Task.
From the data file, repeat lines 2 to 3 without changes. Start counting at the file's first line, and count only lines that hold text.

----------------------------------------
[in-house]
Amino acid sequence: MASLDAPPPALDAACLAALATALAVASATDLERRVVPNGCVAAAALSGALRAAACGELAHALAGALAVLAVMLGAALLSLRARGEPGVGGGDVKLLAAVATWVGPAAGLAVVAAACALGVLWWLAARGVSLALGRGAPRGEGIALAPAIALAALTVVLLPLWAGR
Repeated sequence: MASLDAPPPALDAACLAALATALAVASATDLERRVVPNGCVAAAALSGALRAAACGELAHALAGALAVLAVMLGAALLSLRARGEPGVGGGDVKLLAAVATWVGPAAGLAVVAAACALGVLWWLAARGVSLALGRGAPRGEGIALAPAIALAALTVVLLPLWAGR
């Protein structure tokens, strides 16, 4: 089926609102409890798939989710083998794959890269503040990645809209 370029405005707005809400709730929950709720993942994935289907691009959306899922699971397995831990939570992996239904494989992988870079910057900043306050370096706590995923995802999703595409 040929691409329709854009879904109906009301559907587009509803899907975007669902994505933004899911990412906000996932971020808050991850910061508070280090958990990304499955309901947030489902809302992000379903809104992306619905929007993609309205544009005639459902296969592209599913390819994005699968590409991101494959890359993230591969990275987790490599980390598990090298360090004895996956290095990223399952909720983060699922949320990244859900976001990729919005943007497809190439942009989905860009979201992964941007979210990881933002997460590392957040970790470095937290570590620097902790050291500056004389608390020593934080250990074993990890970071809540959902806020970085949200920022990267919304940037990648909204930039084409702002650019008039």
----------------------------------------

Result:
Amino acid sequence: MASLDAPPPALDAACLAALATALAVASATDLERRVVPNGCVAAAALSGALRAAACGELAHALAGALAVLAVMLGAALLSLRARGEPGVGGGDVKLLAAVATWVGPAAGLAVVAAACALGVLWWLAARGVSLALGRGAPRGEGIALAPAIALAALTVVLLPLWAGR
Repeated sequence: MASLDAPPPALDAACLAALATALAVASATDLERRVVPNGCVAAAALSGALRAAACGELAHALAGALAVLAVMLGAALLSLRARGEPGVGGGDVKLLAAVATWVGPAAGLAVVAAACALGVLWWLAARGVSLALGRGAPRGEGIALAPAIALAALTVVLLPLWAGR